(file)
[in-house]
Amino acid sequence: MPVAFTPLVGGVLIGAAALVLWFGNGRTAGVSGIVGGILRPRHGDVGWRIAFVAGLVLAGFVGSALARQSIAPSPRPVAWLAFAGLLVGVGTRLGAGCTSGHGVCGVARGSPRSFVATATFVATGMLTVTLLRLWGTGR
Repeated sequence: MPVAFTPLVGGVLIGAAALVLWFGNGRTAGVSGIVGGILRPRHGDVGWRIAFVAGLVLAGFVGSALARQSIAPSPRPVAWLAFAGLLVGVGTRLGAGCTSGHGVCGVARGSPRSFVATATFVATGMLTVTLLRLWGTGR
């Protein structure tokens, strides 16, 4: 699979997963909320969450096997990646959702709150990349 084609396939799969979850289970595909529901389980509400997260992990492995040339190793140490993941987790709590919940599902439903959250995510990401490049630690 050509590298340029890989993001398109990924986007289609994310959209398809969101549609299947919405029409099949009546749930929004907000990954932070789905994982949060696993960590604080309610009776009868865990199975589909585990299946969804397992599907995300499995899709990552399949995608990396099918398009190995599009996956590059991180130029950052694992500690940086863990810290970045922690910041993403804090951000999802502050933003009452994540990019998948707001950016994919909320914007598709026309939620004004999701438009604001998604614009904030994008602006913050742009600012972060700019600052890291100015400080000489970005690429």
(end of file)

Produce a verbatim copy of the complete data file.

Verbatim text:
[in-house]
Amino acid sequence: MPVAFTPLVGGVLIGAAALVLWFGNGRTAGVSGIVGGILRPRHGDVGWRIAFVAGLVLAGFVGSALARQSIAPSPRPVAWLAFAGLLVGVGTRLGAGCTSGHGVCGVARGSPRSFVATATFVATGMLTVTLLRLWGTGR
Repeated sequence: MPVAFTPLVGGVLIGAAALVLWFGNGRTAGVSGIVGGILRPRHGDVGWRIAFVAGLVLAGFVGSALARQSIAPSPRPVAWLAFAGLLVGVGTRLGAGCTSGHGVCGVARGSPRSFVATATFVATGMLTVTLLRLWGTGR
């Protein structure tokens, strides 16, 4: 699979997963909320969450096997990646959702709150990349 084609396939799969979850289970595909529901389980509400997260992990492995040339190793140490993941987790709590919940599902439903959250995510990401490049630690 050509590298340029890989993001398109990924986007289609994310959209398809969101549609299947919405029409099949009546749930929004907000990954932070789905994982949060696993960590604080309610009776009868865990199975589909585990299946969804397992599907995300499995899709990552399949995608990396099918398009190995599009996956590059991180130029950052694992500690940086863990810290970045922690910041993403804090951000999802502050933003009452994540990019998948707001950016994919909320914007598709026309939620004004999701438009604001998604614009904030994008602006913050742009600012972060700019600052890291100015400080000489970005690429």